Solving a problem relies first upon a trustworthy identification of the problem.  This can be easy with simple problems, like a flat tire.  It can be extremely difficult with complex problems such as climate change or the social ills of poverty and exploitation.  It should be a no brainer that complex societies create complex problems with not one but various strands of the root establishing any particular issue.  Most analysis that gets peddled by the architects and shills of the dominant culture is usually lacking in comprehensive diagnosis.  This was summed up famously by H.L Menken when he said, “For every complex problem there is an answer that is clear, simple, and wrong.”

In our culture, it is not uncommon for positive outcomes of a system or arrangement to be credited widely to the culture as a whole.  This is evident for me any time I try to have a discussion about the destruction wrought by a culture dependent upon industrialism and technology.  Those who have never questioned the society in which they live immediately point out medical advances, knowledge of the cosmos, communications technology, etc. as these pinnacles of human development and existence, as if these inventions and discoveries are the new floor for human existence which we can never again sink beneath.  These advances are attributed to democracy and capitalism, and the theme becomes, “Industrial capitalism may not be perfect, but it has given us a standard of living once unfathomable, and there is no conceivable reason to not only retain these developments, but to continually expand upon them.”  This is bundled in a word; “progress.”

There is a very intentional paradox that comes into play if the problems created by industrial civilization’s “progress” are trotted out.  Poverty for instance, is often blamed on the individual who struggles with it.  Staunch defenders of capitalism will nit pick the minutiae of decisions and habits of each individual poor person who ever dares associate their condition with overall social or cultural architecture.  The resounding lie is that anyone can rise on the economic ladder should only they work for it.  This lie is successful because on it’s face, it appears true.  Anyone could become rich.  But not everyone could become rich.  Not everyone could be middle class.  Capitalism requires a struggling underclass that can be forced through social conditions and laws into taking low wage work.  Low wage work is the majority of the work available within a capitalist paradigm, and thus it requires a majority of people to be trapped in a social condition which will leave them no option but to undertake this work.

Arthur Young, an English writer and pamphleteer of the mid and late eighteenth century wrote, “Everyone but an idiot knows that the lower classes must be kept poor, or they will never be industrious.”

Poverty is a necessary condition of capitalism.  How an individual navigates this poverty is in part up to them, but they do not create the condition, and they do not create the other social parameters which stem from it.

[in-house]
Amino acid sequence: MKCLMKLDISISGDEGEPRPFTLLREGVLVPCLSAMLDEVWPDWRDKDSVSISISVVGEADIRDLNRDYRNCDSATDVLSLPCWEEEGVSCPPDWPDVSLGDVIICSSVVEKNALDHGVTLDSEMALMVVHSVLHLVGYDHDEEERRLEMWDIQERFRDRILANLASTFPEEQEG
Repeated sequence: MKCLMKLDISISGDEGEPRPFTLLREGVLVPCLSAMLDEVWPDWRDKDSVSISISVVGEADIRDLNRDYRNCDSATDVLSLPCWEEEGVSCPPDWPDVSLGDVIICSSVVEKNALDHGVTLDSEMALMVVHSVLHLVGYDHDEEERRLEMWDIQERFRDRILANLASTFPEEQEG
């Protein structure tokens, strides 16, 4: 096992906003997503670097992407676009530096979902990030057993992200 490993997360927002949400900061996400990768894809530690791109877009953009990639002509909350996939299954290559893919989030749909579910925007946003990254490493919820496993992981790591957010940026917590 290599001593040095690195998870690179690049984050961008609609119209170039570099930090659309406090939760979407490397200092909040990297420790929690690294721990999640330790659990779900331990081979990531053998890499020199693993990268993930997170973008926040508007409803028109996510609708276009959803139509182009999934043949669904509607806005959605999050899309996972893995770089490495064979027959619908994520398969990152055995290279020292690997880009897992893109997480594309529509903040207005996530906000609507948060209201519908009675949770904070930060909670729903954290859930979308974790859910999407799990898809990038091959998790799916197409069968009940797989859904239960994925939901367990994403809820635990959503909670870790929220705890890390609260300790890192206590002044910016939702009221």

Social conditions from access to education, housing, and food, quality of medical care, level of policing in one’s neighborhood, race, perceived gender or sexual orientation, access to a clean environment, etc. will all play a role in the development of the individual from the time they are a newborn, or even in utero.  Black children raised in a poor urban community with a high crime rate, lack of grocery stores, and lower quality education will clearly have a disadvantage economically relative to upper middle class white children who attend higher quality schools and eat a more balanced diet.  This should be obvious.  When the disadvantages manifest as individual inability to escape poverty, or as criminal behavior or drug addiction, the blame is always place squarely and solely on the individual.

In Dr. Bruce K. Alexander’s paper, “The Roots of Addiction in a Free Market Society” it is argued that the dislocation caused by capitalist society is a major factor causing addictive behavior.  He writes:

[D]islocation is the necessary precursor of addiction. … [F]ree markets inevitably produce widespread dislocation among the poor and the rich. As free market globalization speeds up, so does the spread of dislocation and addiction.  In order for ‘free markets’ to be ‘free,’ the exchange of labour, land, currency, and consumer goods must not be encumbered by elements of psychosocial integration such as clan loyalties, village responsibilities, guild or union rights, charity, family obligations, social roles, or religious values. Cultural traditions ‘distort’ the free play of the laws of supply and demand, and thus must be suppressed. In free market economies, for example, people are expected to move to where jobs can be found, and to adjust their work lives and cultural tastes to the demands of a global market.

Alexander goes on to reference specific native tribes in North America removed from their lands and stripped of their cultures and he directly links their high incidences of addiction to this dislocation.  What his paper clearly lays out, is that social problems have social causes.